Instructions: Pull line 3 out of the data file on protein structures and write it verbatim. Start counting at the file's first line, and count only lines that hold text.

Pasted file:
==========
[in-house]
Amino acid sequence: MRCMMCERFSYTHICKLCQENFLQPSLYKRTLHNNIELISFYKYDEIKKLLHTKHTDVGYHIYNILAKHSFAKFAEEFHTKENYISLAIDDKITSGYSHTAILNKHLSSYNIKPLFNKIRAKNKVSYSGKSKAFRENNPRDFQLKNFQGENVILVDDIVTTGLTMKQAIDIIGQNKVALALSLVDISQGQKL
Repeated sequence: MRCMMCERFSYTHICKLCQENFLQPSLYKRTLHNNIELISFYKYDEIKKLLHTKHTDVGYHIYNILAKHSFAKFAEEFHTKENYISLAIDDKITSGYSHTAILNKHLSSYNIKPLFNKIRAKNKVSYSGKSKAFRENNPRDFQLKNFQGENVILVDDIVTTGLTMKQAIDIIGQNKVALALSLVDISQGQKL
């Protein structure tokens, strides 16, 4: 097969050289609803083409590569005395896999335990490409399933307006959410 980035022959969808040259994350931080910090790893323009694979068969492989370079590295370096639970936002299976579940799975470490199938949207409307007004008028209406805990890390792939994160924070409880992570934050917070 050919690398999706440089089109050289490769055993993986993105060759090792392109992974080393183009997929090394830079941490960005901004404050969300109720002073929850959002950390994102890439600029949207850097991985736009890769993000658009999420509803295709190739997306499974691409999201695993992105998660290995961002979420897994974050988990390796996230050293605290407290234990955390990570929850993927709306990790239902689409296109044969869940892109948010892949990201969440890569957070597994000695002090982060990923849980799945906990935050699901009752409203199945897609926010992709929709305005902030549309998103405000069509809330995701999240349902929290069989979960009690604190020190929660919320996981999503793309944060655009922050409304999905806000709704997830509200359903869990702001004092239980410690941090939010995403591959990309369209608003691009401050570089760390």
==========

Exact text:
Repeated sequence: MRCMMCERFSYTHICKLCQENFLQPSLYKRTLHNNIELISFYKYDEIKKLLHTKHTDVGYHIYNILAKHSFAKFAEEFHTKENYISLAIDDKITSGYSHTAILNKHLSSYNIKPLFNKIRAKNKVSYSGKSKAFRENNPRDFQLKNFQGENVILVDDIVTTGLTMKQAIDIIGQNKVALALSLVDISQGQKL